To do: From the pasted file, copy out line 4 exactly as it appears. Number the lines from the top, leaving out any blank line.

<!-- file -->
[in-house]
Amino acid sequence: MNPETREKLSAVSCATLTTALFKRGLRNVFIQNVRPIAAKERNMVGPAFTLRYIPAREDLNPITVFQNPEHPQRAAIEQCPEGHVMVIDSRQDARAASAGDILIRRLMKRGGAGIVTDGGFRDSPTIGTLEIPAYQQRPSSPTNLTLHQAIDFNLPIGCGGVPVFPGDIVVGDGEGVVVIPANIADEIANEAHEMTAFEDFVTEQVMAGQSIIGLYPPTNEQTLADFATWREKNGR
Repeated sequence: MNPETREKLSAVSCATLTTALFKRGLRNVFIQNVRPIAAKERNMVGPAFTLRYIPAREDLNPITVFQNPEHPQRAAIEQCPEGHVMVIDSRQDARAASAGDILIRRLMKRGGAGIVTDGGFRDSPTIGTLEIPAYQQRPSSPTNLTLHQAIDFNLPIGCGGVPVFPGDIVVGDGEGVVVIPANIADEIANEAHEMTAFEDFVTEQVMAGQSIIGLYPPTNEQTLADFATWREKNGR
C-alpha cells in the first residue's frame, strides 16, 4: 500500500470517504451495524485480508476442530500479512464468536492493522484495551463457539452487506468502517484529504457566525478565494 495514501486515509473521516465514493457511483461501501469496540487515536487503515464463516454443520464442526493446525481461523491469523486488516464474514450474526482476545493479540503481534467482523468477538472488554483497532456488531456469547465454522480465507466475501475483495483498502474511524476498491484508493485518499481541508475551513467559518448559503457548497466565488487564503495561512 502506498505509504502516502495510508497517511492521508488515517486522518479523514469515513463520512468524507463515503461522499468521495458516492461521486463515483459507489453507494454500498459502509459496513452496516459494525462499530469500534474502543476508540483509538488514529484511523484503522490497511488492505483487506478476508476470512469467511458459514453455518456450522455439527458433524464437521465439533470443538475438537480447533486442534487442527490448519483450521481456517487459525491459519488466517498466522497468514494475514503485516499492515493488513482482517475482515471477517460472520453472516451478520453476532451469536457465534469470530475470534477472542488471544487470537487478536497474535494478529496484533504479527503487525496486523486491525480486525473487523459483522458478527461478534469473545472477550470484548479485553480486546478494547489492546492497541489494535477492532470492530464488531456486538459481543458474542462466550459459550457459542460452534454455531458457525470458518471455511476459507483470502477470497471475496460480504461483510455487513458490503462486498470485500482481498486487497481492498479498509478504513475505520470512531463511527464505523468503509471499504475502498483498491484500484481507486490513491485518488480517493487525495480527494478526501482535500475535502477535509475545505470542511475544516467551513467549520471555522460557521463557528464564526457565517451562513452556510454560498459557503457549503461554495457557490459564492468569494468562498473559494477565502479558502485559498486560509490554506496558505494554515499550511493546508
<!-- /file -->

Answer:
C-alpha cells in the first residue's frame, strides 16, 4: 500500500470517504451495524485480508476442530500479512464468536492493522484495551463457539452487506468502517484529504457566525478565494 495514501486515509473521516465514493457511483461501501469496540487515536487503515464463516454443520464442526493446525481461523491469523486488516464474514450474526482476545493479540503481534467482523468477538472488554483497532456488531456469547465454522480465507466475501475483495483498502474511524476498491484508493485518499481541508475551513467559518448559503457548497466565488487564503495561512 502506498505509504502516502495510508497517511492521508488515517486522518479523514469515513463520512468524507463515503461522499468521495458516492461521486463515483459507489453507494454500498459502509459496513452496516459494525462499530469500534474502543476508540483509538488514529484511523484503522490497511488492505483487506478476508476470512469467511458459514453455518456450522455439527458433524464437521465439533470443538475438537480447533486442534487442527490448519483450521481456517487459525491459519488466517498466522497468514494475514503485516499492515493488513482482517475482515471477517460472520453472516451478520453476532451469536457465534469470530475470534477472542488471544487470537487478536497474535494478529496484533504479527503487525496486523486491525480486525473487523459483522458478527461478534469473545472477550470484548479485553480486546478494547489492546492497541489494535477492532470492530464488531456486538459481543458474542462466550459459550457459542460452534454455531458457525470458518471455511476459507483470502477470497471475496460480504461483510455487513458490503462486498470485500482481498486487497481492498479498509478504513475505520470512531463511527464505523468503509471499504475502498483498491484500484481507486490513491485518488480517493487525495480527494478526501482535500475535502477535509475545505470542511475544516467551513467549520471555522460557521463557528464564526457565517451562513452556510454560498459557503457549503461554495457557490459564492468569494468562498473559494477565502479558502485559498486560509490554506496558505494554515499550511493546508